Updated: Feb 26
by GravityLeadership - https://gravityleadership.com/author/gravity-leadership/
In a Kairos Cohort we start by exploring 7 paradigms for finding our center. This is the way of seeing the world as Jesus seemed to see it: God is present and at work in the world, calling all creation back into unity with himself is the first one. With this paradigm in place, we move on to the next phase of finding our center: learning to dwell in the posture of Jesus. If paradigm is the big picture, posture is how we embody this paradigm in our everyday lives. If paradigm is a way of “seeing” the world, posture is a way of “being” in the world. We are called to not only see things the way Jesus does but to be in our world the way Jesus is.
(2) Grace without truth: Hang Out
When we are committed to “grace” but hesitate to speak the truth to one another, we create a Hang Out culture.
The highest concern in a Hang Out culture is that everyone is getting along, there is no conflict, and nobody feels uncomfortable. Any issue or conversation that could bring discomfort or awkwardness is managed away or avoided.
Call Out culture separates us from one another in the interest of “calling it like it is,” while Hang Out culture is kind of the opposite: we are so concerned with staying together and everyone being “okay” that we shrink back from difficult conversations. Preserving the peace is of the utmost importance, and because of this, confrontation and truth telling (and truth listening) are hardly (if ever) done. Triangulation and passive aggressive behavior thrive in a Hang Out culture, because the main thing is keeping everything copacetic.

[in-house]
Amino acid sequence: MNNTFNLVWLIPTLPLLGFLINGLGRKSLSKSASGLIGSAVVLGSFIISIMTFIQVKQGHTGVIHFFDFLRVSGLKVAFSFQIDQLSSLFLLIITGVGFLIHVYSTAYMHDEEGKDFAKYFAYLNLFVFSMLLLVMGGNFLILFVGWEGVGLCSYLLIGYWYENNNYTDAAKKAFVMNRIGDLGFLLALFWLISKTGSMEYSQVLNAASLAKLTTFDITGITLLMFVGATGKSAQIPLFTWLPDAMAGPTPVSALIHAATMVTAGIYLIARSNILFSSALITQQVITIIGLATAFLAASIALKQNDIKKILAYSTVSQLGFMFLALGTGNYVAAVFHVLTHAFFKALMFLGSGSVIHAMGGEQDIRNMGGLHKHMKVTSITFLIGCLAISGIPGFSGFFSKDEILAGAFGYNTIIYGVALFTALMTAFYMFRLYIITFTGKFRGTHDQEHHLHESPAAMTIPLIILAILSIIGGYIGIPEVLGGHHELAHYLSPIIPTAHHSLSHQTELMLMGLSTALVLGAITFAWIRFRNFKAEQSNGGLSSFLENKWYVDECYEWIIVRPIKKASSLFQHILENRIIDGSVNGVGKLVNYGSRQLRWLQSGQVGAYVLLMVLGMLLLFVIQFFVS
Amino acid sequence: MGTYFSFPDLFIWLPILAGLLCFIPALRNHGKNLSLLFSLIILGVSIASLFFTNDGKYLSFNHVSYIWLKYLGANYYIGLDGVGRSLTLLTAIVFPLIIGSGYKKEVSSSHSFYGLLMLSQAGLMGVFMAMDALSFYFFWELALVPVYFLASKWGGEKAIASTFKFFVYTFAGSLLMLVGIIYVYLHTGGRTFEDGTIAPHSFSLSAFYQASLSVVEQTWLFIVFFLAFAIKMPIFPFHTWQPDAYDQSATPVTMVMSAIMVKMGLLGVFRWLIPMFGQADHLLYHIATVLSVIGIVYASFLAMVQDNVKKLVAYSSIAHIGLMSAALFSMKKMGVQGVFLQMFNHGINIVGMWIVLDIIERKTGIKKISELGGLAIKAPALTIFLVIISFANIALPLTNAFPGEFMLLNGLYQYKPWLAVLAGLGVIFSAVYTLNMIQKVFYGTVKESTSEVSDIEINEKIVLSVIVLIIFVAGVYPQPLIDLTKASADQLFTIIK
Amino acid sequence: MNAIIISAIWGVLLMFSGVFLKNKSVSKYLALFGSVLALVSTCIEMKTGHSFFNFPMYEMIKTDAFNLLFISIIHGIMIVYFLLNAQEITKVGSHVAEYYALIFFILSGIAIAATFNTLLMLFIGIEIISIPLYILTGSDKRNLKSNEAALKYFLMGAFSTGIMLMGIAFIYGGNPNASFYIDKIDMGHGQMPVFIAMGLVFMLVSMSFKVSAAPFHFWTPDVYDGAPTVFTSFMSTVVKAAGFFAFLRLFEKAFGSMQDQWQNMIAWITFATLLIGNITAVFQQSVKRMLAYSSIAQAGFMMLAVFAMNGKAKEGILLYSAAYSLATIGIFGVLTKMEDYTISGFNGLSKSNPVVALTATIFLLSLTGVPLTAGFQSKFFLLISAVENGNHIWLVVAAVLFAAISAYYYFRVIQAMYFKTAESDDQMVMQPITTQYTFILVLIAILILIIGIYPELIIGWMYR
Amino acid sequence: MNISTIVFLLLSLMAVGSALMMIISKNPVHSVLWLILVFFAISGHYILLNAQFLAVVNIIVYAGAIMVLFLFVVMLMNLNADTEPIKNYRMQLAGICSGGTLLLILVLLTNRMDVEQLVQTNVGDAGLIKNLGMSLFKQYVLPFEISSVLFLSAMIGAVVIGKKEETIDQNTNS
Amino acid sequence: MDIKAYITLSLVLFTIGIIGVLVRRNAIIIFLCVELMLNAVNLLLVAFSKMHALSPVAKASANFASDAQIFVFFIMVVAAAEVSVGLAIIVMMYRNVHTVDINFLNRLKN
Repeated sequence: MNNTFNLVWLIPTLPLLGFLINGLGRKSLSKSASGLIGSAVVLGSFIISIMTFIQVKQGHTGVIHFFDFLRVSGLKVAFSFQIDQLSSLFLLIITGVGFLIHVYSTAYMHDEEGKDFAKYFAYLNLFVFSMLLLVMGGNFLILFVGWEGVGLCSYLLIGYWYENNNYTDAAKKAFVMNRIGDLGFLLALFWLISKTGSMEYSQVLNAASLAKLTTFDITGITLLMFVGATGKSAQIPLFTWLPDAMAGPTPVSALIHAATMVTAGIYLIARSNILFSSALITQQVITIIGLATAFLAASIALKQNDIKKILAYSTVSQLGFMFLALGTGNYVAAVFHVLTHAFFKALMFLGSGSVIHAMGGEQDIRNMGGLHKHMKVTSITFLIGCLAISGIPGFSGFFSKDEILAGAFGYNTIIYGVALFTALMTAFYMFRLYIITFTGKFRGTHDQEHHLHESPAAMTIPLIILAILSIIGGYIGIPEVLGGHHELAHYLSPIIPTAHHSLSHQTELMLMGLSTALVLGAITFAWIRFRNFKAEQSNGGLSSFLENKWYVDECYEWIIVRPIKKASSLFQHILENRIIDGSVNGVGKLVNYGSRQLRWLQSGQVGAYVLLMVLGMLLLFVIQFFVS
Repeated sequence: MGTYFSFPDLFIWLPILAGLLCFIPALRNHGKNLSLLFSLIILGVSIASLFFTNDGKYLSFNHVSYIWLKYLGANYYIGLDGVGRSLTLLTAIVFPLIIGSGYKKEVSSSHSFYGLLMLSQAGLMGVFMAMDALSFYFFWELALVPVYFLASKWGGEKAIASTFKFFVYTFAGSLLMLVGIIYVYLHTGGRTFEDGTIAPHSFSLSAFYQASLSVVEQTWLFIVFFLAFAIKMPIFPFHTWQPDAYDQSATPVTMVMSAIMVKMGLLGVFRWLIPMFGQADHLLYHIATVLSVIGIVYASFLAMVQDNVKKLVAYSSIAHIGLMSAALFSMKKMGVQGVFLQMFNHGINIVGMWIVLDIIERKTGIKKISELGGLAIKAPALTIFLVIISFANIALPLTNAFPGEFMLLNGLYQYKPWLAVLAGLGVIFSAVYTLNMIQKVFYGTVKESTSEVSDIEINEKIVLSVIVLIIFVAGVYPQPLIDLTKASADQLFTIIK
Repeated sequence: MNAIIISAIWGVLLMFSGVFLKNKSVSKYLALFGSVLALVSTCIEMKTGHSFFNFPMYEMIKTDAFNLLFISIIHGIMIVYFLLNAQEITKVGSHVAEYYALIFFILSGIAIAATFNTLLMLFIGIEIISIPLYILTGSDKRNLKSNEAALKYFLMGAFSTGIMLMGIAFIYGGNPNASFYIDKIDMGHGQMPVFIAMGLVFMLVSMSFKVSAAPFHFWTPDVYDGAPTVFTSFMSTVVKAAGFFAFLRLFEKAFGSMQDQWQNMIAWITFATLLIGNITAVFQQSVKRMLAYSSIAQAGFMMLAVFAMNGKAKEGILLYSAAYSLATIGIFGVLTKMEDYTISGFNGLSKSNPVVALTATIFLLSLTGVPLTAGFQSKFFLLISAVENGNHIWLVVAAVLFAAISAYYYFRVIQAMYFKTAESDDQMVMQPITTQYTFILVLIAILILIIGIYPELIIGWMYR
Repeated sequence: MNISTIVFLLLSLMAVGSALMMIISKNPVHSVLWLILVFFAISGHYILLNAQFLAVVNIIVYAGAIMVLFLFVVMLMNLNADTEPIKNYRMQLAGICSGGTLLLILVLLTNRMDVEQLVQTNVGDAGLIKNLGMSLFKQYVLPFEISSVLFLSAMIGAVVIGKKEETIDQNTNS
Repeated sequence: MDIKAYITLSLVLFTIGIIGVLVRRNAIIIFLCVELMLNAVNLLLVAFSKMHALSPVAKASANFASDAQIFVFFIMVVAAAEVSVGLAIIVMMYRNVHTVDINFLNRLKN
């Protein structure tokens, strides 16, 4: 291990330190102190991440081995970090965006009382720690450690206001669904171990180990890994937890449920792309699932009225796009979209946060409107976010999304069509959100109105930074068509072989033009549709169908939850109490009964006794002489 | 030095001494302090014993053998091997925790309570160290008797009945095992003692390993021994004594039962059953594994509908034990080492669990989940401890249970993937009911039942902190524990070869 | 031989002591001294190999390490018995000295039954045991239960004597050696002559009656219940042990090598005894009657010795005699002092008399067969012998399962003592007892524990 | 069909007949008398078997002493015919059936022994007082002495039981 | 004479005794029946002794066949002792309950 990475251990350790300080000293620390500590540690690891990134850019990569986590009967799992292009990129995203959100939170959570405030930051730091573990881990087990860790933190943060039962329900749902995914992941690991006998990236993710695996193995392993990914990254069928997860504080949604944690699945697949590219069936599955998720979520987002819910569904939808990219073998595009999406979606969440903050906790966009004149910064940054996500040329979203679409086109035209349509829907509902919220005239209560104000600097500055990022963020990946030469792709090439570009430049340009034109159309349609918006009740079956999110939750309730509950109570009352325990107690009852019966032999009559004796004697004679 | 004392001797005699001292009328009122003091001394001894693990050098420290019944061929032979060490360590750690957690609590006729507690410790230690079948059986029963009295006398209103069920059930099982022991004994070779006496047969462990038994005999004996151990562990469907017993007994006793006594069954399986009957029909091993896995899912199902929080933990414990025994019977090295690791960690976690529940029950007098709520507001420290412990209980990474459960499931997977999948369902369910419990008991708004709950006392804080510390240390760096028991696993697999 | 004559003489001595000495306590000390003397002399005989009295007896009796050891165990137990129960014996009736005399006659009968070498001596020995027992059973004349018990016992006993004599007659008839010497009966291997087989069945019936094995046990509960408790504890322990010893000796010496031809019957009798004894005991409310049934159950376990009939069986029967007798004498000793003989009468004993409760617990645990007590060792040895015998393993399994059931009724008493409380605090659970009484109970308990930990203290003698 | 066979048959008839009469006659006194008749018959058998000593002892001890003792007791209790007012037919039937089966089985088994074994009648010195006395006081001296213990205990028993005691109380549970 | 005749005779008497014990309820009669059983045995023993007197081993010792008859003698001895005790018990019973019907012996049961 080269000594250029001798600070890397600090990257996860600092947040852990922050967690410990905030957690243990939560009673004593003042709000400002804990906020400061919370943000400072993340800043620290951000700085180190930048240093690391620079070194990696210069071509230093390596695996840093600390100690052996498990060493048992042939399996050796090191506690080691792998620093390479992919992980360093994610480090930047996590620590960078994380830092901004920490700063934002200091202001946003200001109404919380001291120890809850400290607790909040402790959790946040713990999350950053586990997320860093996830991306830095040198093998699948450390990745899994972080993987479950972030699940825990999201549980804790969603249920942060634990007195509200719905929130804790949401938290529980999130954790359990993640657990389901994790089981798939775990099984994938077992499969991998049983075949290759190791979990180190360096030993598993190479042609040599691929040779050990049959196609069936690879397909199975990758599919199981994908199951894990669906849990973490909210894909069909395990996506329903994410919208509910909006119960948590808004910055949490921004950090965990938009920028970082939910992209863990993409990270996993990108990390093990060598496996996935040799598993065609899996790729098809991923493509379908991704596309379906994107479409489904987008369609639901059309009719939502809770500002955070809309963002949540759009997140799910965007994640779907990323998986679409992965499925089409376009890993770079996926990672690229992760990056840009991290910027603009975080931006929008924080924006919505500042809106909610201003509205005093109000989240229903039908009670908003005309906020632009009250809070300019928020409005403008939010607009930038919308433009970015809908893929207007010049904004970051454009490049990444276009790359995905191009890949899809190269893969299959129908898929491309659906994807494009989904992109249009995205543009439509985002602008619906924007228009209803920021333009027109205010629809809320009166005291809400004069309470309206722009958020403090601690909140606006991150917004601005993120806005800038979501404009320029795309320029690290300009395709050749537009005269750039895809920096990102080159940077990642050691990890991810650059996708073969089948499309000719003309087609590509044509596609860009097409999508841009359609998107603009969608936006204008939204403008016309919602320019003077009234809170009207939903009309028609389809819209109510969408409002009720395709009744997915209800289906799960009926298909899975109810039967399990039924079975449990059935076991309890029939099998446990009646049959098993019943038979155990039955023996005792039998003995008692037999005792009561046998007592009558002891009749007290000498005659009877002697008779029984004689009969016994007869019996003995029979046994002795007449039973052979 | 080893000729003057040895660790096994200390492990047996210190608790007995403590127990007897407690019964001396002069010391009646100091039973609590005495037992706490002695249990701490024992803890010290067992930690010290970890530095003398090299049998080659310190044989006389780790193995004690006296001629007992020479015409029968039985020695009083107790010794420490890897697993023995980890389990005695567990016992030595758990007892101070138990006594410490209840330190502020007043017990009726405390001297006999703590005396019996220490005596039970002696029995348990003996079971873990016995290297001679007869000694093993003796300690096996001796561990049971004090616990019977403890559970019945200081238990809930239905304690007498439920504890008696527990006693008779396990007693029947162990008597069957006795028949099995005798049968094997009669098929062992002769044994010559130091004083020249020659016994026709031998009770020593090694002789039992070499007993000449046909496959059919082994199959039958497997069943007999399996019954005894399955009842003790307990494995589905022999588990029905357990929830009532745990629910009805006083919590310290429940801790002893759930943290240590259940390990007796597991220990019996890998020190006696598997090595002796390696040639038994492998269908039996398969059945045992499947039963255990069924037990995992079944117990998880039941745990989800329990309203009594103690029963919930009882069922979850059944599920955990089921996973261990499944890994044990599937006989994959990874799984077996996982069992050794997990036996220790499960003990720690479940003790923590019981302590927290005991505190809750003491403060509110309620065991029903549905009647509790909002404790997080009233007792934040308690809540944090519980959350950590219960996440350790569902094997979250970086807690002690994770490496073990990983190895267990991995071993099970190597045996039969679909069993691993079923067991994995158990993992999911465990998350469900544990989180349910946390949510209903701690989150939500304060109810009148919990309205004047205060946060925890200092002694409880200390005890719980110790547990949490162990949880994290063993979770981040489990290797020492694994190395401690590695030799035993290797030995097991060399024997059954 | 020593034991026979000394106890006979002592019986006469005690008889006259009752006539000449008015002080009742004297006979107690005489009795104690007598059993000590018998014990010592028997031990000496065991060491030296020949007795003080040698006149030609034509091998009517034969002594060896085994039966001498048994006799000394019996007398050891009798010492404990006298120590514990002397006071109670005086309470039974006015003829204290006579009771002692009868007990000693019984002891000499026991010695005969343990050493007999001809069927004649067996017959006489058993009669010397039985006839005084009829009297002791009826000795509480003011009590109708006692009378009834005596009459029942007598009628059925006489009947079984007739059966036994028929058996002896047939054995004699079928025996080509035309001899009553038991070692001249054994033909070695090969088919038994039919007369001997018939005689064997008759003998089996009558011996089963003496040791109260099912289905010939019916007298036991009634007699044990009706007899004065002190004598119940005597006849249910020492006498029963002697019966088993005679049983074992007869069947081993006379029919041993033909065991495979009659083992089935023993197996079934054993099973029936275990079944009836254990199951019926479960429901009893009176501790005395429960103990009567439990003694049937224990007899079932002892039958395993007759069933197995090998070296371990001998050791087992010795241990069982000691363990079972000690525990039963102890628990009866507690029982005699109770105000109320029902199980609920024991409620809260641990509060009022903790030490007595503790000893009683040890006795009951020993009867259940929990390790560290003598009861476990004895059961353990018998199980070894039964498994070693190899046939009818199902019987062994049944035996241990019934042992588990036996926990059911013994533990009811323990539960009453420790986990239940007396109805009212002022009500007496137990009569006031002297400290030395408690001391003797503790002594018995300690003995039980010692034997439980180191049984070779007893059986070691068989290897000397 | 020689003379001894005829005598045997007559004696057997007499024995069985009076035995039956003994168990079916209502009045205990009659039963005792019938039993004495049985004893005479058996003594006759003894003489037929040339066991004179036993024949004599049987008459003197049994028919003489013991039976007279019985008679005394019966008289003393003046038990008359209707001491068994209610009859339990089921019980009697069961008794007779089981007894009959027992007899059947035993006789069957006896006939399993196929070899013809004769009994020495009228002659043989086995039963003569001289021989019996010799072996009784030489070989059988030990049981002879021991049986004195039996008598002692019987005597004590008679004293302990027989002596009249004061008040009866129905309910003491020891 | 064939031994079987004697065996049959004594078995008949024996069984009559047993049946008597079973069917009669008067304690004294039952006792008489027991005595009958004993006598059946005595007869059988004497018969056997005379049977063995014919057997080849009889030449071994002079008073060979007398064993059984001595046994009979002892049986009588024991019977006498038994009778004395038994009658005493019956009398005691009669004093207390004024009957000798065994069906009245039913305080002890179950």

Many of us grew up in family systems like this. If the Call Out culture demands compliance from children, the Hang Out culture just wants the kids to be happy. Thus, in what may seem counterintuitive, Hang Out culture can look quite the opposite of “hanging out” for those who take on the responsibility of making sure others are perfectly happy. Within families, it is reflected in the phenomenon of helicopter parenting—the father or mother who swoops in to take care of any problems that the child may face.
In the end, Hang Out culture disempowers others by denying their agency, taking on others’ responsibilities as our own. The “grace” it seems to express isn’t really Jesus-grace; his grace empowered others, but Hang Out culture keeps others dependent on us. The result is over-connection in relationships. Common words in our culture for these unhealthy, toxic relationships are co-dependency and enmeshment.
If a Call Out posture creates a culture of performance and hiding, Hang Out culture creates a culture of pleasing and pretending. Everyone is working overtime to make each other happy and pretending that they are fine.
Hang Out culture never achieves the peace it hopes for, and doesn’t ultimately lead us to a place of dwelling in the love of Jesus. Instead it simply keeps us in proximity to each other, but separated on the level of our souls.
(Notice, too, that the nice/tough tightrope actually runs between Hang Out and Call Out.)
STOP AND REFLECT:
Where have you experienced Hang Out culture?
How do you know?
Describe the contours of the culture through specific interactions you remember.